First Amendment Watch — Some Dangerous Novelties: The Vernon and Rosenberger Cases

Why a “FIRST Amendment Watch”? The 45 words of the First Amendment were placed in the Constitution in 1791, and not a syllable of that text ever changes. What’s there to watch? We watch, of course, not the Amendment but what our courts do to the meaning of its words. In two cases now pending in the Supreme Court, we shall again look with special interest to see what possible new meanings the Court may give to those First Amendment phrases which protect citizens’ freedoms of speech, press, assembly, and religion.

As to the first case: imagine that your state has enacted a law which reads:

The State shall henceforth call for examination of all present or prospective public employees to determine (a) whether their personal religious beliefs may adversely impact on the performance of their duties in office, (b) whether they consult with their ministers, priests, or rabbis on matters of public policy.

To put it mildly, would not your reaction be violent? And you’d see at once the limitless possibilities for evil of such a statute. Not escaping your concern would be application of the law’s principle to candidates for judgeships. Under that broad principle it would indeed be relevant for the Senate Judiciary Committee to inquire whether a Supreme Court nominee’s evangelical, Jewish, or Catholic moral beliefs might “adversely impact” on the discharge of his or her duties as justice. The vista of evils would be infinite. The vice of the statute would, of course, be the use of the power and prestige of government to call for invasion of the citadel of the individual’s religious mind and heart and to pursue public surveillance of religions and religious association. The principle would cast an ideological chill on the services of the millions who are public employees.

Yet it is that principle that is involved in the case of Vernon v. City of Los Angeles. By 1991 Robert Vernon had served with distinction for 38 years in the Los Angeles Police Department, rising from patrolman to Assistant Chief. In 1973, as an official duty, he had authored a scholarly research paper which concluded, on purely secular grounds, that it was inadvisable to hire homosexuals as police officers. In 1976 he had prepared, for his church, an audiotape echoing St. Paul’s views on family life and marriage. A devoted member of an evangelical church, he had not concealed his Christian beliefs.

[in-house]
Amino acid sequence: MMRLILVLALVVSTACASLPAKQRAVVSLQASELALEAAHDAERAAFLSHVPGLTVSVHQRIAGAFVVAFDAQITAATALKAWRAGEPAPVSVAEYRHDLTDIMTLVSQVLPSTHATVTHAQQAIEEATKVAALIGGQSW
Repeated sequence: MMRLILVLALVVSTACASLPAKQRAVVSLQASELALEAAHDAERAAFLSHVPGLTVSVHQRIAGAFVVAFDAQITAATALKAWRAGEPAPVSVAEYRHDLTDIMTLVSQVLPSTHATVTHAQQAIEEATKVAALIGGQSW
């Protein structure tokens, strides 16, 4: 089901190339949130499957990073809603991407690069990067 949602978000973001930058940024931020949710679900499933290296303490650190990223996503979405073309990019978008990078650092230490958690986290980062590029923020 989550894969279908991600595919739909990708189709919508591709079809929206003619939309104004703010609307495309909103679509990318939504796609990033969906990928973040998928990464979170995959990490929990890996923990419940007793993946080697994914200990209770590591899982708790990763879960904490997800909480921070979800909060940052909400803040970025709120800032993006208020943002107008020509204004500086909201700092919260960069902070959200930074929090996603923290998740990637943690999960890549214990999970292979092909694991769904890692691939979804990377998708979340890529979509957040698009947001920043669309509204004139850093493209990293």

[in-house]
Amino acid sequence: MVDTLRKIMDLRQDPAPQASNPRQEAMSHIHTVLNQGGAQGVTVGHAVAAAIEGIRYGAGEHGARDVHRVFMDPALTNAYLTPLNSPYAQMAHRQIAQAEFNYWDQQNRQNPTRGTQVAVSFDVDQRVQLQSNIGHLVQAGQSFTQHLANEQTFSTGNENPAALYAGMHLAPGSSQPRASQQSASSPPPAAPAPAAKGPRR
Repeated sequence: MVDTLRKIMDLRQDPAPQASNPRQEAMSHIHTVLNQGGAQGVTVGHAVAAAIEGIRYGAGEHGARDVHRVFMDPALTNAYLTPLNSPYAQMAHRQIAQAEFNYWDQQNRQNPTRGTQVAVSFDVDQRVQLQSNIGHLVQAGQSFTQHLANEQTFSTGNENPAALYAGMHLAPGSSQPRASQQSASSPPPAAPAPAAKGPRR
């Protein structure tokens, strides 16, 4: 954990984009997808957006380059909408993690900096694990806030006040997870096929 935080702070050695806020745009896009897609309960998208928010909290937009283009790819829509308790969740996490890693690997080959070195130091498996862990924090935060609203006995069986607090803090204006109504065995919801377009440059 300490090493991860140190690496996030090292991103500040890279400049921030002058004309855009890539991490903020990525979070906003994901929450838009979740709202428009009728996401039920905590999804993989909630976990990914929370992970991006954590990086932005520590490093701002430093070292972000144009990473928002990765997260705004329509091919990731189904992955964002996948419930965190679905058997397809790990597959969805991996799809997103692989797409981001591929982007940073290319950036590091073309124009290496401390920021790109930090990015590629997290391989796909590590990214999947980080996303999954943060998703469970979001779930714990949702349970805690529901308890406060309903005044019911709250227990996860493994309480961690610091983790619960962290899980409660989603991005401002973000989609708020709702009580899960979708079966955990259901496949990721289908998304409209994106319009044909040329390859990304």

In 1991 Vernon made the first cut for Chief. There were, however, rivals for the job, and mainly a smoldering undercurrent of bitter antagonism toward him on the part of a handful of LAPD members, highly placed political sympathizers of theirs, and zealous defenders of the public weal from Hollywood. A Los Angeles Magazine article (May 5, 1991) entitled, “The Dan Quayle Principle Strikes Again,” quoted from the 15 year-old audiotape, and portrayed Vernon as a born-again religious fanatic. Like gasoline poured on smoldering embers, a conflagration ensued. The Los Angeles City Council now demanded that the Police Commission order an investigation of Vernon and released its demand to the national media. The Washington Post, USA Today and 31 other media conveyed to the country the story of a religious zealot, unstable, biased, unreliable. Overnight, Vernon’s good name and career were destroyed. But our First Amendment Watch focuses, not on his plight, but on the precise text of the City Council order to the Police Commission.

This mandate was twofold. First, it sought an inquiry into Vernon’s on-duty conduct. Vernon’s enemies had surfeited the City Council with rumors that he had sought to impose his religion on LAPD employees; that, as a “fundamentalist” (which Vernon denied being) he must inevitably have discriminated against women and homosexuals. Then there was the fish story — that Vernon used the religious symbol of an ixthus on his communications. (It was in fact a secretary’s sign-off notation.) Vernon, though supplying depositions showing the charges to be baseless, responded that it was not only the right, but the duty, of the City to investigate all charges of on-duty misconduct. He vehemently, however, protested the second inquiry sought: an investigation (a) of how his religious beliefs may have impacted on the performance of his duties, and (b) of his “consultations with his church elders on matters of public policy.” Chief of Police Daryl Gates, designated to conduct the investigation, called it a “witch hunt.” He refused to go into Vernon’s religion, and, after a five-month review of Vernon’s conduct, found him wholly blameless in the performance of his duties in office. But by then Vernon had found his career ruined. Decrying the fact that “City government is looking at me as religiously incorrect and to be purged,” Vernon sought redress in the courts. Dismissed without trial by the U.S. District Court at Los Angeles, Vernon appealed to the U.S. Court of Appeals for the Ninth Circuit. That court, totally ignoring the significance of the second inquiry, said that to mandate it was perfectly proper because Vernon’s rumored on-duty religious activities would violate the Establishment Clause, i.e., Vernon, as a public official might be foisting his religious preferences on LAPD employees. In appealing now to the Supreme Court, Robert Vernon squarely presents this question: Is not the First Amendment violated by governmental action which mandates investigation of a public employee’s religious beliefs and associations? Such a question has never before been raised in our courts because never previously has any governmental body ever ventured the incredible action of the Los Angeles City officials. In the coming months, the Supreme Court will be deciding whether or not it will take up this fateful case.